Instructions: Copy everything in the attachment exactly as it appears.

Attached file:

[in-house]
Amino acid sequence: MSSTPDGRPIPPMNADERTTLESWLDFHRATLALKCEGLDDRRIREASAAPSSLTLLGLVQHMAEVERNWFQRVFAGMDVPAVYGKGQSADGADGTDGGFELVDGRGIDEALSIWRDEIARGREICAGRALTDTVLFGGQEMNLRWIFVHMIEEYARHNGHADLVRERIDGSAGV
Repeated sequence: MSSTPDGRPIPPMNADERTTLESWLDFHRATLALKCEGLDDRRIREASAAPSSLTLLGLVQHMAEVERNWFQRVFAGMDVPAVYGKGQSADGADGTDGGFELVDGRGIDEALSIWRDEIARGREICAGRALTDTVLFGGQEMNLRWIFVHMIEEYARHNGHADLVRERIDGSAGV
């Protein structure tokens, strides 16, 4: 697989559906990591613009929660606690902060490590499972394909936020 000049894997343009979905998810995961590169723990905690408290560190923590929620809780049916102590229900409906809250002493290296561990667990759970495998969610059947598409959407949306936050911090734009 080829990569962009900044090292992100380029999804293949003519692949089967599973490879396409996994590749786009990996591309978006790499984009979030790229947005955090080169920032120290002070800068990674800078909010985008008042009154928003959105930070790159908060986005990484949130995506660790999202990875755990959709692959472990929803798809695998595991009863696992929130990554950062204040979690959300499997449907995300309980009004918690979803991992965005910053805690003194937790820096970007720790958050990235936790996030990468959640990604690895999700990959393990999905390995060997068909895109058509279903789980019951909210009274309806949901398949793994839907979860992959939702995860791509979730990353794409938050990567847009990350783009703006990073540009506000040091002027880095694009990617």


[in-house]
Amino acid sequence: MSSTPDGRPIPPMNADERTTLESWLDFHRATLALKCEGLDDRRIREASAAPSSLTLLGLVQHMAEVERNWFQRVFAGMDVPAVYGKGQSADGADGTDGGFELVDGRGIDEALSIWRDEIARGREICAGRALTDTVLFGGQEMNLRWIFVHMIEEYARHNGHADLVRERIDGSAGV
Repeated sequence: MSSTPDGRPIPPMNADERTTLESWLDFHRATLALKCEGLDDRRIREASAAPSSLTLLGLVQHMAEVERNWFQRVFAGMDVPAVYGKGQSADGADGTDGGFELVDGRGIDEALSIWRDEIARGREICAGRALTDTVLFGGQEMNLRWIFVHMIEEYARHNGHADLVRERIDGSAGV
């Protein structure tokens, strides 16, 4: 697989559906990591613009929660606690902060490590499972394909936020 000049894997343009979905998810995961590169723990905690408290560190923590929620809780049916102590229900409906809250002493290296561990667990759970495998969610059947598409959407949306936050911090734009 080829990569962009900044090292992100380029999804293949003519692949089967599973490879396409996994590749786009990996591309978006790499984009979030790229947005955090080169920032120290002070800068990674800078909010985008008042009154928003959105930070790159908060986005990484949130995506660790999202990875755990959709692959472990929803798809695998595991009863696992929130990554950062204040979690959300499997449907995300309980009004918690979803991992965005910053805690003194937790820096970007720790958050990235936790996030990468959640990604690895999700990959393990999905390995060997068909895109058509279903789980019951909210009274309806949901398949793994839907979860992959939702995860791509979730990353794409938050990567847009990350783009703006990073540009506000040091002027880095694009990617």